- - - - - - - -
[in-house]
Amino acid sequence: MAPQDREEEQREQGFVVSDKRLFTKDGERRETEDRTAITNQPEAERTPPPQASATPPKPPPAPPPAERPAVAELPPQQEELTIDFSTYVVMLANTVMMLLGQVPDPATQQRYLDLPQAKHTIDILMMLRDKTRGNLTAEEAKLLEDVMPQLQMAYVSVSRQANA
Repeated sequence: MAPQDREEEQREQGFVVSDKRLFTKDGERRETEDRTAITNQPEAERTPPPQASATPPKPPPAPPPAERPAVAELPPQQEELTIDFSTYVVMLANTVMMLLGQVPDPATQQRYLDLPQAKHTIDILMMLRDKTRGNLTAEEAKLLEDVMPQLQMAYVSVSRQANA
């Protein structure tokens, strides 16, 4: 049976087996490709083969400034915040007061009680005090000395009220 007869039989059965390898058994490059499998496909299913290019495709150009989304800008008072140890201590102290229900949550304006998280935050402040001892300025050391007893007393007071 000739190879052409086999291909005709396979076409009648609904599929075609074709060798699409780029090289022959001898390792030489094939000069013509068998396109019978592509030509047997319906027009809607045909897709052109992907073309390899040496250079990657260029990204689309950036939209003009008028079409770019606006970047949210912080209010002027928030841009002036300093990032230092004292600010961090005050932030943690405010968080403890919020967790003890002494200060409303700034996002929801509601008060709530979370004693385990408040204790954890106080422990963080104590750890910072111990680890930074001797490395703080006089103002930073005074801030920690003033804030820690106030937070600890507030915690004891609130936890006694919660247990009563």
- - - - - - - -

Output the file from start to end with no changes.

[in-house]
Amino acid sequence: MAPQDREEEQREQGFVVSDKRLFTKDGERRETEDRTAITNQPEAERTPPPQASATPPKPPPAPPPAERPAVAELPPQQEELTIDFSTYVVMLANTVMMLLGQVPDPATQQRYLDLPQAKHTIDILMMLRDKTRGNLTAEEAKLLEDVMPQLQMAYVSVSRQANA
Repeated sequence: MAPQDREEEQREQGFVVSDKRLFTKDGERRETEDRTAITNQPEAERTPPPQASATPPKPPPAPPPAERPAVAELPPQQEELTIDFSTYVVMLANTVMMLLGQVPDPATQQRYLDLPQAKHTIDILMMLRDKTRGNLTAEEAKLLEDVMPQLQMAYVSVSRQANA
């Protein structure tokens, strides 16, 4: 049976087996490709083969400034915040007061009680005090000395009220 007869039989059965390898058994490059499998496909299913290019495709150009989304800008008072140890201590102290229900949550304006998280935050402040001892300025050391007893007393007071 000739190879052409086999291909005709396979076409009648609904599929075609074709060798699409780029090289022959001898390792030489094939000069013509068998396109019978592509030509047997319906027009809607045909897709052109992907073309390899040496250079990657260029990204689309950036939209003009008028079409770019606006970047949210912080209010002027928030841009002036300093990032230092004292600010961090005050932030943690405010968080403890919020967790003890002494200060409303700034996002929801509601008060709530979370004693385990408040204790954890106080422990963080104590750890910072111990680890930074001797490395703080006089103002930073005074801030920690003033804030820690106030937070600890507030915690004891609130936890006694919660247990009563």